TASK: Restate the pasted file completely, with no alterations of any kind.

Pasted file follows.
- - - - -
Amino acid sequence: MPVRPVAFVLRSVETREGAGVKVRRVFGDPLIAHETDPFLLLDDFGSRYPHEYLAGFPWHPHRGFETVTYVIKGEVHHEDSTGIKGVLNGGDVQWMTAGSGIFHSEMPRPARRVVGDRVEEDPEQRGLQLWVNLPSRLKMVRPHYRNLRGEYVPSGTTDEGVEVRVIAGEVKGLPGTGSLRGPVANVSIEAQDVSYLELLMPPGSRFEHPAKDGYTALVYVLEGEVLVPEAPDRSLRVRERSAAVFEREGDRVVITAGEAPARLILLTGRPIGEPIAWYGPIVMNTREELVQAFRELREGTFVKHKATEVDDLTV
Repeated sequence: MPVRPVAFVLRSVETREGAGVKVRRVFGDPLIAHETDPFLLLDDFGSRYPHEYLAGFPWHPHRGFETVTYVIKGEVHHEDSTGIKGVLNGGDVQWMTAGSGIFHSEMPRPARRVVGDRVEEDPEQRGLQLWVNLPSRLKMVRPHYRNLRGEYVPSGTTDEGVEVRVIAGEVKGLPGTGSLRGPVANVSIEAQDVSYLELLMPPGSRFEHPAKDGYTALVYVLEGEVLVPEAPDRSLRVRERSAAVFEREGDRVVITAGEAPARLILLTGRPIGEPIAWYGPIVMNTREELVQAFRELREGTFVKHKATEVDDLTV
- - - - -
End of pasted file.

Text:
Amino acid sequence: MPVRPVAFVLRSVETREGAGVKVRRVFGDPLIAHETDPFLLLDDFGSRYPHEYLAGFPWHPHRGFETVTYVIKGEVHHEDSTGIKGVLNGGDVQWMTAGSGIFHSEMPRPARRVVGDRVEEDPEQRGLQLWVNLPSRLKMVRPHYRNLRGEYVPSGTTDEGVEVRVIAGEVKGLPGTGSLRGPVANVSIEAQDVSYLELLMPPGSRFEHPAKDGYTALVYVLEGEVLVPEAPDRSLRVRERSAAVFEREGDRVVITAGEAPARLILLTGRPIGEPIAWYGPIVMNTREELVQAFRELREGTFVKHKATEVDDLTV
Repeated sequence: MPVRPVAFVLRSVETREGAGVKVRRVFGDPLIAHETDPFLLLDDFGSRYPHEYLAGFPWHPHRGFETVTYVIKGEVHHEDSTGIKGVLNGGDVQWMTAGSGIFHSEMPRPARRVVGDRVEEDPEQRGLQLWVNLPSRLKMVRPHYRNLRGEYVPSGTTDEGVEVRVIAGEVKGLPGTGSLRGPVANVSIEAQDVSYLELLMPPGSRFEHPAKDGYTALVYVLEGEVLVPEAPDRSLRVRERSAAVFEREGDRVVITAGEAPARLILLTGRPIGEPIAWYGPIVMNTREELVQAFRELREGTFVKHKATEVDDLTV